Autumn Budget 2021 and pressure on Rishi Sunak to reform business rates

The Confederation of British Industry and more than 40 other trade groups Employers’ groups have urged Rishi Sunak to cut business rates in the autumn Budget. In a joint statement they have called for fundamental changes to be made to the system, which taxes companies based on the premises they occupy. The groups, which represent more than 260,000 businesses and 9m employees, say failing to deliver reform is contrary to the Government’s stated ambition of creating a high-wage, high-productivity and high-investment economy. Supporting this view shadow Chancellor Rachel Reeves has warned that the business rates system is no longer fit for purpose “It penalises high-street shops in favour of online giants and deters businesses from investing in new green technologies”.

Sunak announces that the government will not be abolishing business rates, but instead making the existing system fairer. He says that, from 2023, the business rates system feature revaluations every three years (more frequent than the current system). As expected, he adds that a green investment relief will be introduced to encourage businesses to adopt green technologies like solar panels. In addition, a new business rates improvement relief that will allow businesses to make property improvements and, for 12 months, pay no extra business rates. Both of these measures will take effect from 2023. Also, next year’s planned increase in the business rates multiplier (the calculation used to work out business rates) will be cancelled.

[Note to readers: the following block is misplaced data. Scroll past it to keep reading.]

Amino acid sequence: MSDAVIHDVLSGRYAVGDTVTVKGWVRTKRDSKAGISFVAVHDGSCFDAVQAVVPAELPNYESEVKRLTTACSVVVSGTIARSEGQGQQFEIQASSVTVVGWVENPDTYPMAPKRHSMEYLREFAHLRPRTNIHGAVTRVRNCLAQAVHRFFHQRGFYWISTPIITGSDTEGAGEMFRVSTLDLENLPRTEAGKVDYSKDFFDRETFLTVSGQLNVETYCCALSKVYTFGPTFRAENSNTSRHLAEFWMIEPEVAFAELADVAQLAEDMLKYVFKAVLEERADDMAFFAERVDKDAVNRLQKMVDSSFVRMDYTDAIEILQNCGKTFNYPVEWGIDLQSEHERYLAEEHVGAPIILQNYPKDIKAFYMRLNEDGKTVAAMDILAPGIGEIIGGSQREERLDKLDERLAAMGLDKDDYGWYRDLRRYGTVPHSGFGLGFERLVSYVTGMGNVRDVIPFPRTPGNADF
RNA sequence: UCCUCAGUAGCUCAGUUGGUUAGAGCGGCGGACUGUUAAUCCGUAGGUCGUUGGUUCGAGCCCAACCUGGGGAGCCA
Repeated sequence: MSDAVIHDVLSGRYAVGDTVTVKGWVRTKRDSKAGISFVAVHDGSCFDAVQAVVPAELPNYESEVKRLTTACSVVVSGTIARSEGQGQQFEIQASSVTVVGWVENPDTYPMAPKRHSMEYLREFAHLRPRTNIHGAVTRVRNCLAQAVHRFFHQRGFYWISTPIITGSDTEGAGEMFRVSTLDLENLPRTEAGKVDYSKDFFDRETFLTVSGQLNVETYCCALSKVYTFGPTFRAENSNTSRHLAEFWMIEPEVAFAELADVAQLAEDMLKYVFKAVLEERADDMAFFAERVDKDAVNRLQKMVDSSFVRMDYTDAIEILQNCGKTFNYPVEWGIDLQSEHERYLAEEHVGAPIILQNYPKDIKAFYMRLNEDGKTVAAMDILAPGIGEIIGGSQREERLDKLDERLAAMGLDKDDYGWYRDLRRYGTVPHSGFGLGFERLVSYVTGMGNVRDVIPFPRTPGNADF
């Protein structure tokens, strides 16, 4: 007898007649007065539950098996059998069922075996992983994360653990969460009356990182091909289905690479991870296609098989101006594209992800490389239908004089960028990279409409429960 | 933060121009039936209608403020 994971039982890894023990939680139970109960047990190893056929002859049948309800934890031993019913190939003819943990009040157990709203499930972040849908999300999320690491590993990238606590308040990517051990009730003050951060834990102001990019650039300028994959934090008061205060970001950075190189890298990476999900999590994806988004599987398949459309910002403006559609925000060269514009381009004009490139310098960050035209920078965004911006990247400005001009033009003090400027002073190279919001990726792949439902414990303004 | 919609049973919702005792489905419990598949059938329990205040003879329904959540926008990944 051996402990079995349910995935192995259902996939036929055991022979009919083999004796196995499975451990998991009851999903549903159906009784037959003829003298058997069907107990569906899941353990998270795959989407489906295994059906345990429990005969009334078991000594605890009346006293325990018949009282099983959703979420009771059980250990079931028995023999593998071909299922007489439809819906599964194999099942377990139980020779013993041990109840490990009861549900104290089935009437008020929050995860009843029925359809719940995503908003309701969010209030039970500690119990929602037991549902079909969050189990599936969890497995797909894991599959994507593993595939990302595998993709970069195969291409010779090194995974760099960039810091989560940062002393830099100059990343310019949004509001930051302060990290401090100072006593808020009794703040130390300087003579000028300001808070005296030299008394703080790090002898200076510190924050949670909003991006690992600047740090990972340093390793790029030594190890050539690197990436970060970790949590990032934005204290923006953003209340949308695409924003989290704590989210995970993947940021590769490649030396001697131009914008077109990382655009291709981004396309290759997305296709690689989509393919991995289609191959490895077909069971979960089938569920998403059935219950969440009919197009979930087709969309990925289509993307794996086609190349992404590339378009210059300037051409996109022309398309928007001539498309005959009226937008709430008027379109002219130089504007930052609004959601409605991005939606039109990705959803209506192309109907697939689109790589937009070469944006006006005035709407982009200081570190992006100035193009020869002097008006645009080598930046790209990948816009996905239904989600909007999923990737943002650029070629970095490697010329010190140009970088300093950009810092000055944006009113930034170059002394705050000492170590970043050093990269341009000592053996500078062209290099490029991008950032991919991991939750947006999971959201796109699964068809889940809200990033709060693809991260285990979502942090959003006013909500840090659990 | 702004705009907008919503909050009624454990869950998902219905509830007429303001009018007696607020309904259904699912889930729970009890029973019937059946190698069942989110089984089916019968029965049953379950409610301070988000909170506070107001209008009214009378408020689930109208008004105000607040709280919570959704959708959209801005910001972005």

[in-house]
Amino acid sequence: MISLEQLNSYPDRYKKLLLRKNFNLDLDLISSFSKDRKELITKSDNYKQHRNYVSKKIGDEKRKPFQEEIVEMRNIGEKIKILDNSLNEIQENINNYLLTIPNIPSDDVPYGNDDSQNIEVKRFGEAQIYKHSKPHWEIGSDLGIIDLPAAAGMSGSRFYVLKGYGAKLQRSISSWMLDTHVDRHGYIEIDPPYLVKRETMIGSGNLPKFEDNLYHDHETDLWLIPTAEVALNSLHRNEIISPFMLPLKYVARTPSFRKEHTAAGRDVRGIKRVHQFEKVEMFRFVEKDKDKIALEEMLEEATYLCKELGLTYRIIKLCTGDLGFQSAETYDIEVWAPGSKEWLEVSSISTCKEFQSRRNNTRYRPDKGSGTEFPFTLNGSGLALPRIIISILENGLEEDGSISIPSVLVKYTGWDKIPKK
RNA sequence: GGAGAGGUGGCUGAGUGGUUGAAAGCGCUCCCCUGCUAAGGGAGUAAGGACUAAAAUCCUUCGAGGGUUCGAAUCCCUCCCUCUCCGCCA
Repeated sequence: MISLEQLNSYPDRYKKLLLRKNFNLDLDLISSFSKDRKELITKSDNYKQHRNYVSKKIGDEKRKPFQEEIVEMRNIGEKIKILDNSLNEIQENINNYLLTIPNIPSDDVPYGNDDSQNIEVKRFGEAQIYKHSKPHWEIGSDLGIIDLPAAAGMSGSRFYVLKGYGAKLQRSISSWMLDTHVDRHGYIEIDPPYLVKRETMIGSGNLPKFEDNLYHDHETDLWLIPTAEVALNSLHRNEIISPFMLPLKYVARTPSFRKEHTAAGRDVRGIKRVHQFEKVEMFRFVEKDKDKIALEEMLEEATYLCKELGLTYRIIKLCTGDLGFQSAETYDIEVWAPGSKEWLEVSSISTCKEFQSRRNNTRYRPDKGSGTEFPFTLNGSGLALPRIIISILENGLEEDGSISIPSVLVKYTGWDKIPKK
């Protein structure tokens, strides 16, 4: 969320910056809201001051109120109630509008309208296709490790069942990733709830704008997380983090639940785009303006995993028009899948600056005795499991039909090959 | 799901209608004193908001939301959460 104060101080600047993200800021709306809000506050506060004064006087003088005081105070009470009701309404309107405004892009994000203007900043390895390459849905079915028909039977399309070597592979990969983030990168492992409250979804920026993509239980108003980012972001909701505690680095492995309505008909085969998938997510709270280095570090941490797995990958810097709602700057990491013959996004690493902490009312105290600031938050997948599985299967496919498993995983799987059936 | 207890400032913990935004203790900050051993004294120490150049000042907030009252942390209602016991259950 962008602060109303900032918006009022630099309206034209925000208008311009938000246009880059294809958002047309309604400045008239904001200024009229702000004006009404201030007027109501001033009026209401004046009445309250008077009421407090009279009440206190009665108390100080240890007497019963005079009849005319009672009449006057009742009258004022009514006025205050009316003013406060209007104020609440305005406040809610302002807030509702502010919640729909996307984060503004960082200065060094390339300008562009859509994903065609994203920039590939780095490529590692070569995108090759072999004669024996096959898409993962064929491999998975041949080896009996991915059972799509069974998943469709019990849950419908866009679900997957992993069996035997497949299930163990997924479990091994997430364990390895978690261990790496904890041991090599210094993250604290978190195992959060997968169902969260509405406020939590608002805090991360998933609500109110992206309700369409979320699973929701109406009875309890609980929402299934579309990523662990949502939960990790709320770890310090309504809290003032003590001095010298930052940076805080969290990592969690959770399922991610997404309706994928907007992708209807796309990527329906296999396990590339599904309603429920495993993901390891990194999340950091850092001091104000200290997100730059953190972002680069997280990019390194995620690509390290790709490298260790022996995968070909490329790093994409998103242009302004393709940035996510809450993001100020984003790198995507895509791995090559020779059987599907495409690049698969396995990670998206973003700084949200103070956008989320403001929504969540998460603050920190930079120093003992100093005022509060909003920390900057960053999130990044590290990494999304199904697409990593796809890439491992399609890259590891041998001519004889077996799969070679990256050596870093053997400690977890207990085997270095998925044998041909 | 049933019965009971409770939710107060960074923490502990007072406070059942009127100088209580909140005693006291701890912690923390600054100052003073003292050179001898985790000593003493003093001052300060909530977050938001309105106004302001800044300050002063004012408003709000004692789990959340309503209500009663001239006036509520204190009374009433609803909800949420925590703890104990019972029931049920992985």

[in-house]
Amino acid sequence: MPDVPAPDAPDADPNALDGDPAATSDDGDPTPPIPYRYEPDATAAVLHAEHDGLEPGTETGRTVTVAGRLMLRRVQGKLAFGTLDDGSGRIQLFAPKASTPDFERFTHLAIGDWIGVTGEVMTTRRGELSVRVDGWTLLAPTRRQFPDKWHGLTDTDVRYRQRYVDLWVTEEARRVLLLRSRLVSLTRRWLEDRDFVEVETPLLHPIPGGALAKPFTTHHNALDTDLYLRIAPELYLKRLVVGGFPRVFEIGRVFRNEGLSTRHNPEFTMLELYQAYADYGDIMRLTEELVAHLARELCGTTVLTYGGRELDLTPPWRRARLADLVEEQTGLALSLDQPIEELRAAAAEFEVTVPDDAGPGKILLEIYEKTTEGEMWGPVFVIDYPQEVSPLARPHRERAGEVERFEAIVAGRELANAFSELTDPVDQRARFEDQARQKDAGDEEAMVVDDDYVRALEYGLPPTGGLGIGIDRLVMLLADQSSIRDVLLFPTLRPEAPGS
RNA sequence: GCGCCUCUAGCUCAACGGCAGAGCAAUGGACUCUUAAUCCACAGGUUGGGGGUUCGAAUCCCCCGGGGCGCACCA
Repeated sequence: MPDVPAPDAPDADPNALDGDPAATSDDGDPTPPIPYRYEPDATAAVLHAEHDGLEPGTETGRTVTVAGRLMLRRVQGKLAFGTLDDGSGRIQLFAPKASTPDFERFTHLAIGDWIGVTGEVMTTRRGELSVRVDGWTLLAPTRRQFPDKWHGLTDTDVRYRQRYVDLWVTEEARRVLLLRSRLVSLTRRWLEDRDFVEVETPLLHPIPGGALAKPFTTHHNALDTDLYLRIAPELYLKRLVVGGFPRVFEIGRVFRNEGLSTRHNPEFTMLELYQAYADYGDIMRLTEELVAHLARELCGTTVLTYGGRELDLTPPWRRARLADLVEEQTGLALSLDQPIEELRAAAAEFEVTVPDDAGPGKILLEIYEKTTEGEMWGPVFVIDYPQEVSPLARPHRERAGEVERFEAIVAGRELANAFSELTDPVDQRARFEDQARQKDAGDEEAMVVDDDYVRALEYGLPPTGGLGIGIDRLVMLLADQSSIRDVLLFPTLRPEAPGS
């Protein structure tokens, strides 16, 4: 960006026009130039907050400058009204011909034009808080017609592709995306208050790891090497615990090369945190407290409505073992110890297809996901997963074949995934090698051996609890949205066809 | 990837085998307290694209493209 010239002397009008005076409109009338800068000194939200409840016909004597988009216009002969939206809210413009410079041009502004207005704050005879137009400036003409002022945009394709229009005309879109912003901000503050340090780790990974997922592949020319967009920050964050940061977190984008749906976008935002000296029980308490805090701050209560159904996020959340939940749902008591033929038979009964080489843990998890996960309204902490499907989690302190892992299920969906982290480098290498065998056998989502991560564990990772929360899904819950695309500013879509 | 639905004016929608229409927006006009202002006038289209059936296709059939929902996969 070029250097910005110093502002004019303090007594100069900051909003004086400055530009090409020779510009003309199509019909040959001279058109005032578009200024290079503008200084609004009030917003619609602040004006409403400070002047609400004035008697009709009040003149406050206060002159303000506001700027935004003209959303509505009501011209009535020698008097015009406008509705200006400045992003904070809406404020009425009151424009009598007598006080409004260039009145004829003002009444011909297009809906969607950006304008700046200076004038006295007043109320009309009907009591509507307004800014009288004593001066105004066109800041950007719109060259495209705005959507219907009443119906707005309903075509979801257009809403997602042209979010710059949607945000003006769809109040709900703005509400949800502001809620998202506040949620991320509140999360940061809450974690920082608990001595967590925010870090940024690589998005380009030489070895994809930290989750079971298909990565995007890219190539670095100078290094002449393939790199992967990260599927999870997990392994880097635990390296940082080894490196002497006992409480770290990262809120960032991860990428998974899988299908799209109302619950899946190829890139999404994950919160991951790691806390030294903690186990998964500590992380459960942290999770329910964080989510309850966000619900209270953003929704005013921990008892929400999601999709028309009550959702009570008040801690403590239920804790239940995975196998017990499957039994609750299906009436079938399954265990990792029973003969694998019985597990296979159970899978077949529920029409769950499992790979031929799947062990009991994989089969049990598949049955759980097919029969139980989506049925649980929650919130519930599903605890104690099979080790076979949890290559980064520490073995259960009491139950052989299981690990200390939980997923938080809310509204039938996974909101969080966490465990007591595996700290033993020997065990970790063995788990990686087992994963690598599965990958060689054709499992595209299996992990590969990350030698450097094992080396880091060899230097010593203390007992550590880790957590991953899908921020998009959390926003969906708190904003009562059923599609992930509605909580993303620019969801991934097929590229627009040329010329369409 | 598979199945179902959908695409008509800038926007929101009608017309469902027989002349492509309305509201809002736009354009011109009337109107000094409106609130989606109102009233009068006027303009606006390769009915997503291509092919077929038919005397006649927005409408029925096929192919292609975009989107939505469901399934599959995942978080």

Source: Financial Times, Daily Express,The Guardian, The Independent, Startups.

The Startup Pack Comment: The opposition are warning that the current system served as a tax on investment. Scrapping the present business rates system is all very well but what we need to see is the detail of what it would be replaced by. Undoubtedly in the retail market the current business rates system does give on-line retailers a significant advantage over the traditional store-based businesses, but they represent only a relatively small part of the economy. If a system is to replace the business rates then it has to be one that is not only fairer to all, but one which does not discourage investment by existing businesses or the setting up of new start-up businesses.

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